This is the third installment of a three-part interview series. Read parts one and two.
SEOUL – North Korea has been quiet for over a year.
After the failure of the 2019 Hanoi summit between Kim Jong Un and Donald Trump, Pyongyang has continued its arms development and conducted multiple short- and mid-range weapons tests.
However, it has not carried out the kind of major actions – namely a satellite launch, an intercontinental ballistic missile test, or a nuclear detonation – that would provoke the international community.
This may be put down to prudence. Last year was a US presidential election year; this year, the new Biden administration is in the midst of foreign policy reviews, a process which may take months. Moreover, North Korea country faces multiple internal problems and may not wish to court additional, external pressures.
“North Korea now faces three major challenges – Covid-19, natural disasters and economic sanctions,” said Moon Chung-in, who has advised all three of the South Korean administrations which have engaged North Korea, in an exclusive interview.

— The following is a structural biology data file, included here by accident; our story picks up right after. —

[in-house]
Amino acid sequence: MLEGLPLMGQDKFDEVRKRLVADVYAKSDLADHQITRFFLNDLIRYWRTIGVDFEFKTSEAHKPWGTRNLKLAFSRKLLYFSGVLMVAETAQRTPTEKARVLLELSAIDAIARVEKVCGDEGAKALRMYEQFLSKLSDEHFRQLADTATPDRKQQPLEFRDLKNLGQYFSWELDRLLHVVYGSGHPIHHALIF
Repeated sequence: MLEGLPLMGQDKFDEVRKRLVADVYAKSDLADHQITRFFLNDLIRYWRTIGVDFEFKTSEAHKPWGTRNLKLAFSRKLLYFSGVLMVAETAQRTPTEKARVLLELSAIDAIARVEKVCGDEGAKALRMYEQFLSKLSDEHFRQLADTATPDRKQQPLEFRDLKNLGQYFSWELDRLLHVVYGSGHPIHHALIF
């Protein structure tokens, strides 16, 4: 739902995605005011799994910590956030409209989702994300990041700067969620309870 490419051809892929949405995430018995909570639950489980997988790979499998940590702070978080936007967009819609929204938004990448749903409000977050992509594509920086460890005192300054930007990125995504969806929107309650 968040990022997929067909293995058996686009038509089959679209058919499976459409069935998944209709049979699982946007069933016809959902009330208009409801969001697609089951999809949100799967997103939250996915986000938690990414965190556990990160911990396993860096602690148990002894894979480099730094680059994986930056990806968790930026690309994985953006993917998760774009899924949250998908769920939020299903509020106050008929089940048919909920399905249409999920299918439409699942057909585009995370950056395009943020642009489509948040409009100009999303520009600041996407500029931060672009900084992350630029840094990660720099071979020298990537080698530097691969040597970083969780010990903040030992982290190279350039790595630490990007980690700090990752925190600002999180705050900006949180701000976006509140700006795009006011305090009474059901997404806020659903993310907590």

Yet there is no sign of instability. “Despite ongoing hardships, I do not see any signs of immediate economic collapse in the North – prices of rice, oil, and other necessary goods seem relatively stable, and I do not see any panic buying and hoarding,” Moon said.
Like many others, including persons who have run business in North Korea, Moon admits to being mystified by the resilience of the economy: “It is a kind of puzzle to me.”
What is clear is the country’s self-reliance mantra.
“I don’t know to what extent it can overcome these challenges via that strategy,” Moon said. “But their position is very clear: ‘Nobody is going to help us, we have to find our way to survive and get prospering.’”
In Moon’s opinion, 2020 was likely North Korea’s worst year since 1994 – the year state founder Kim Il Sung died, and a combination of the fall of European Communism and natural disasters led to a series of murderous famines.